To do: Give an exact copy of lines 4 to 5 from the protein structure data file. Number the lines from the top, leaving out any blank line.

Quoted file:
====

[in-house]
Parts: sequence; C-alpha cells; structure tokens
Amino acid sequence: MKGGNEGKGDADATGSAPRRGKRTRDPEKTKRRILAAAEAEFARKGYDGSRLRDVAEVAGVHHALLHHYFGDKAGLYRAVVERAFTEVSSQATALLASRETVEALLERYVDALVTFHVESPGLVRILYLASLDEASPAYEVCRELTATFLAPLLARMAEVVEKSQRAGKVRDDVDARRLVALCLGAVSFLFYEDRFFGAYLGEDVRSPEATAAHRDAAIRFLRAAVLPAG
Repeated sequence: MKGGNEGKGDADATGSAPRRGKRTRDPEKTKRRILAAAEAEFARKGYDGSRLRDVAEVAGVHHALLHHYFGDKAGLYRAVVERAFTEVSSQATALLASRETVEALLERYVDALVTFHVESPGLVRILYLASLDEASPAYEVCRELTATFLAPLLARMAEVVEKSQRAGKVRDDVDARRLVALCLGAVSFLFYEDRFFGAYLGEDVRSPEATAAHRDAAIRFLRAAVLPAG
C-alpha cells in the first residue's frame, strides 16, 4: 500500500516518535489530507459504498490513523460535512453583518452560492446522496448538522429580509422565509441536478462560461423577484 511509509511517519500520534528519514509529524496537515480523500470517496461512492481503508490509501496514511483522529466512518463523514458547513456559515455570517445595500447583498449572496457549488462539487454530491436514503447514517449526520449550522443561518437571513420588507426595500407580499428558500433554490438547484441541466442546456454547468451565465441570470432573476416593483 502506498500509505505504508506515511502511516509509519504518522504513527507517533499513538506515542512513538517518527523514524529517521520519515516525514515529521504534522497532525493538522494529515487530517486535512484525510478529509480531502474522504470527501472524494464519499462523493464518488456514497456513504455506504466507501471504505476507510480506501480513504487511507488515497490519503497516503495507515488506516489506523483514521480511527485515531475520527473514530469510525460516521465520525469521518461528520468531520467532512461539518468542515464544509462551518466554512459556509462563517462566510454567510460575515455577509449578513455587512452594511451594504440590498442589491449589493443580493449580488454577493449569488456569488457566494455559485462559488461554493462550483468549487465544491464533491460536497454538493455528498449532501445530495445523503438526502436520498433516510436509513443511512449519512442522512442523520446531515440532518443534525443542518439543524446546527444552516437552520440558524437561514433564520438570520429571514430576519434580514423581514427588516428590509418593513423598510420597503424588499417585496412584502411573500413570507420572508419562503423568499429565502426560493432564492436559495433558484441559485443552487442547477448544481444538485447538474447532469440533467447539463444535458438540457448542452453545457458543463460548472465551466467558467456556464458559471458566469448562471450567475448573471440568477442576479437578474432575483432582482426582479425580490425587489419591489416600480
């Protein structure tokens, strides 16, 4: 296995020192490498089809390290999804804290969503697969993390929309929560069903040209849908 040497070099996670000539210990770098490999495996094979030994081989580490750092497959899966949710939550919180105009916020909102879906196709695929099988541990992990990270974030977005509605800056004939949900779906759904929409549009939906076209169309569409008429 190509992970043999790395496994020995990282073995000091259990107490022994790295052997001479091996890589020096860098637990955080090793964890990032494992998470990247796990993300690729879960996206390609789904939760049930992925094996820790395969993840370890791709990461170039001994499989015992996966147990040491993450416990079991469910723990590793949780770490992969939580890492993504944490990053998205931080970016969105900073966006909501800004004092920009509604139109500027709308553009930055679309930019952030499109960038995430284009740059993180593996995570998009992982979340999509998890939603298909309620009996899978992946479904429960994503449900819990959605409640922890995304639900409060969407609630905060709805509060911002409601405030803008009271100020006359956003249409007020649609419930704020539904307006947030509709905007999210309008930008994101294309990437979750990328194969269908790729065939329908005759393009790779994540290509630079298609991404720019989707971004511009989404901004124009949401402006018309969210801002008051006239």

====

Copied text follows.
Repeated sequence: MKGGNEGKGDADATGSAPRRGKRTRDPEKTKRRILAAAEAEFARKGYDGSRLRDVAEVAGVHHALLHHYFGDKAGLYRAVVERAFTEVSSQATALLASRETVEALLERYVDALVTFHVESPGLVRILYLASLDEASPAYEVCRELTATFLAPLLARMAEVVEKSQRAGKVRDDVDARRLVALCLGAVSFLFYEDRFFGAYLGEDVRSPEATAAHRDAAIRFLRAAVLPAG
C-alpha cells in the first residue's frame, strides 16, 4: 500500500516518535489530507459504498490513523460535512453583518452560492446522496448538522429580509422565509441536478462560461423577484 511509509511517519500520534528519514509529524496537515480523500470517496461512492481503508490509501496514511483522529466512518463523514458547513456559515455570517445595500447583498449572496457549488462539487454530491436514503447514517449526520449550522443561518437571513420588507426595500407580499428558500433554490438547484441541466442546456454547468451565465441570470432573476416593483 502506498500509505505504508506515511502511516509509519504518522504513527507517533499513538506515542512513538517518527523514524529517521520519515516525514515529521504534522497532525493538522494529515487530517486535512484525510478529509480531502474522504470527501472524494464519499462523493464518488456514497456513504455506504466507501471504505476507510480506501480513504487511507488515497490519503497516503495507515488506516489506523483514521480511527485515531475520527473514530469510525460516521465520525469521518461528520468531520467532512461539518468542515464544509462551518466554512459556509462563517462566510454567510460575515455577509449578513455587512452594511451594504440590498442589491449589493443580493449580488454577493449569488456569488457566494455559485462559488461554493462550483468549487465544491464533491460536497454538493455528498449532501445530495445523503438526502436520498433516510436509513443511512449519512442522512442523520446531515440532518443534525443542518439543524446546527444552516437552520440558524437561514433564520438570520429571514430576519434580514423581514427588516428590509418593513423598510420597503424588499417585496412584502411573500413570507420572508419562503423568499429565502426560493432564492436559495433558484441559485443552487442547477448544481444538485447538474447532469440533467447539463444535458438540457448542452453545457458543463460548472465551466467558467456556464458559471458566469448562471450567475448573471440568477442576479437578474432575483432582482426582479425580490425587489419591489416600480